As part of our climate series over on our instagram we addressed the issue of plastic pots. This blog post is a summary of the discussion that can also be read on our instagram!
Plastic pots what’s the issue?
What if we told you every year 500 million plastic pots are in circulation in the horticulture industry every year in the UK!
This issue is when we or you go to a nursery of garden centre and buy our pants they all come in plastic pots most of witch are black. Once we have planted the plant in the ground the plastic pot becomes redundant. The natural path is for you to put it in the bin. However, if you bin a black pot the recycling technology will not pick it up so it will go to landfill. Great use of plastic! This ultimately means lots of plastic pots unfortunately end up in landfill taking decades to break down and making more needing to be produced.
I was on a good friend Marc O’neill’s instagram and I saw on his story that he found a plastic pot wash up on a Kent beach. The thought our plastic posts are ending up in the ocean is horrifying so we need to do something to sort this issue out!
We had an incredible response on Instagram with solutions and it was great to find so many people are thinking about the issue and making small changes to their businesses to help play a small role in solving the problem.
- Architectural Plants in West Sussex offer you vouchers to spend in the nursery when you return your plastic pot for them to reuse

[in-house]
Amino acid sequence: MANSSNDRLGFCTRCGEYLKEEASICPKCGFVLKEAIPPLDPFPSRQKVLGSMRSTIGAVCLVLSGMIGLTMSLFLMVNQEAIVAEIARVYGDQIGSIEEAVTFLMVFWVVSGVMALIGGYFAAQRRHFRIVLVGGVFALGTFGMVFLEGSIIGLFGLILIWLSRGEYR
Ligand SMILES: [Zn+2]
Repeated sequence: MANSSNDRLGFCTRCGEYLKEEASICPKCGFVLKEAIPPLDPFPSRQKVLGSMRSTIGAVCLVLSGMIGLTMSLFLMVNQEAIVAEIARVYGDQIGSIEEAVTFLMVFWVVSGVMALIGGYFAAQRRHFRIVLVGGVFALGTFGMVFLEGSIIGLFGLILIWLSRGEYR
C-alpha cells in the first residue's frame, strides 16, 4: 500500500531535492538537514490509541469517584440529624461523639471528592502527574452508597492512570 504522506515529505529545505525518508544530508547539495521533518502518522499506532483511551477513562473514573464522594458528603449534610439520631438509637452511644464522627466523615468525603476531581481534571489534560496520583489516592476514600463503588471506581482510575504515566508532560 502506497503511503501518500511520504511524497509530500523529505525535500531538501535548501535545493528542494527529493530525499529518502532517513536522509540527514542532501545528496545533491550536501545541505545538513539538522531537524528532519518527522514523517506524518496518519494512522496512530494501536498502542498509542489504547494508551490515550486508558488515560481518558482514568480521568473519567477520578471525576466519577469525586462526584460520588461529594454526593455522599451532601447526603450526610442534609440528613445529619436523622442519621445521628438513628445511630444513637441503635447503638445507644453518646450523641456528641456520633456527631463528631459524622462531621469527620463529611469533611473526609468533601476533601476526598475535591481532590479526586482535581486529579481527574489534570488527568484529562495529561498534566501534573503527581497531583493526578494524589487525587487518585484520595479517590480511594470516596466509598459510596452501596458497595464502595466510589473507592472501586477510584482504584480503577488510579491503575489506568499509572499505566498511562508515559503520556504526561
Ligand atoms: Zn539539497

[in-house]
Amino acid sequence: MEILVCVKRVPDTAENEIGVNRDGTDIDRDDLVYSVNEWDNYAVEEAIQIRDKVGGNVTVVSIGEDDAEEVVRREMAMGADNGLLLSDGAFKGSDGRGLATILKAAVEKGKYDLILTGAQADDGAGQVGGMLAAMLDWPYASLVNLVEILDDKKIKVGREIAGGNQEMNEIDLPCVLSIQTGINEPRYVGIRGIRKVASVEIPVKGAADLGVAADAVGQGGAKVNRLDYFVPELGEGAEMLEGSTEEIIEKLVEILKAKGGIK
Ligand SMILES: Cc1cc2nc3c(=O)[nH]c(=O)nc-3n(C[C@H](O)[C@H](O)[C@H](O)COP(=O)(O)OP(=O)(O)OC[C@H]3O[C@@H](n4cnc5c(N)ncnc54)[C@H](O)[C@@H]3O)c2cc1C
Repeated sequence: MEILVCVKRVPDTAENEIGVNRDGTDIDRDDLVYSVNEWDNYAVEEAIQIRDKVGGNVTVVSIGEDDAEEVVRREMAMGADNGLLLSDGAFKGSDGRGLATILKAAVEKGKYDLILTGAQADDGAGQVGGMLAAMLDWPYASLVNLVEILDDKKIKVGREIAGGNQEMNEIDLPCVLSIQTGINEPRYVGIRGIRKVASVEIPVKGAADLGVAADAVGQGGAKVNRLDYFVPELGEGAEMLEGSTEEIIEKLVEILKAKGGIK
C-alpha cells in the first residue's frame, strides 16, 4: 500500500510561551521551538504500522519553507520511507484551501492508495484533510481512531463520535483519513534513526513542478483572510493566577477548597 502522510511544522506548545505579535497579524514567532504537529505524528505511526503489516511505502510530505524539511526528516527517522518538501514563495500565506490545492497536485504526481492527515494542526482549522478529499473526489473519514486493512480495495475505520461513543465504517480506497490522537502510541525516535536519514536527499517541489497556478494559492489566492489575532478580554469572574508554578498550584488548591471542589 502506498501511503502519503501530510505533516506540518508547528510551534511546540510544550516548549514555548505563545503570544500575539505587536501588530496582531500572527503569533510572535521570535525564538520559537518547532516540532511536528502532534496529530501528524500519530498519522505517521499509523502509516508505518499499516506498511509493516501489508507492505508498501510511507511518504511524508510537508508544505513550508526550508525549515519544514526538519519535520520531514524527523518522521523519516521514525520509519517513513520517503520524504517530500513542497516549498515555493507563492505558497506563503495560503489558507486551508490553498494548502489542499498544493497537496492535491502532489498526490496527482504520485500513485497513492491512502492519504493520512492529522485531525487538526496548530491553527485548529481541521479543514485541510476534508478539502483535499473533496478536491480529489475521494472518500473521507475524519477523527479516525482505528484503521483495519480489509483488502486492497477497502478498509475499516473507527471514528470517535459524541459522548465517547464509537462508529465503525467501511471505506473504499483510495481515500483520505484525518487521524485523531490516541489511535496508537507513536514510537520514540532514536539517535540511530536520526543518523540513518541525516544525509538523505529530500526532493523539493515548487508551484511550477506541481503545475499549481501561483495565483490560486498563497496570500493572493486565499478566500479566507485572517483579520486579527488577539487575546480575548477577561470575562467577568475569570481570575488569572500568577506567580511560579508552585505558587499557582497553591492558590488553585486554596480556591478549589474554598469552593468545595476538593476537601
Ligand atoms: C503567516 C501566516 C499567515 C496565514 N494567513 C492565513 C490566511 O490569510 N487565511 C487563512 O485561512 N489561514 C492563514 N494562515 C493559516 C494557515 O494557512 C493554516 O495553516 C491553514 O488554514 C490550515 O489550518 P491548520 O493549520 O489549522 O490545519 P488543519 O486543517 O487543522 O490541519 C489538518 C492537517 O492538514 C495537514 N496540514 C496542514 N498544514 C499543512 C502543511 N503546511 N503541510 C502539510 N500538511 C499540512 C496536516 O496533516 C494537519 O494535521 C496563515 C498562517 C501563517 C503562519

- Great Dixter Nursery will dispatch there plants in newspaper if you order them by post allowing them to reuse the posts. They are also open to people returning there pots once they have planted there Dixter plants!
- Steve Edney (Head Gardener at the Salutation in Sandwich) uses Viposts. These are made out of natural materials so are biodegradable. You can use them a few times to grow plants in before they break down so are not a single use item.
- You can also use other things to grow platens in e.g. old tin cans or plastic food pots. This helps to prolong there life instead of just going straight in the bin!
- Howard Nurseries also suggested that maybe field grown perennials could be the answer to supply in winter to reduce posts. I know Christopher Lloyd used to grow in terracotta post and then wrap the plant in newspaper for costumers to take home so he could re use the terracotta pot.
- The Hairy Pot company apparently grow in a pot made from waste coir fibres bound with natural latex. You can plant them straight in the ground in the pot and the pot breaks down in the soil.
What are we doing to help?
When we plant gardens we can use 100s of plants each coming individually in plastic pots. Our policy is that we only buy from nursery who we are able to return the pots to as then we do not waste plastic. Also when we buy trees and shrubs we try to get them grown in air pots. This not only helps with there establishment in your new garden but also helps to reduce plastic as the nursery will reuse the air post onsite.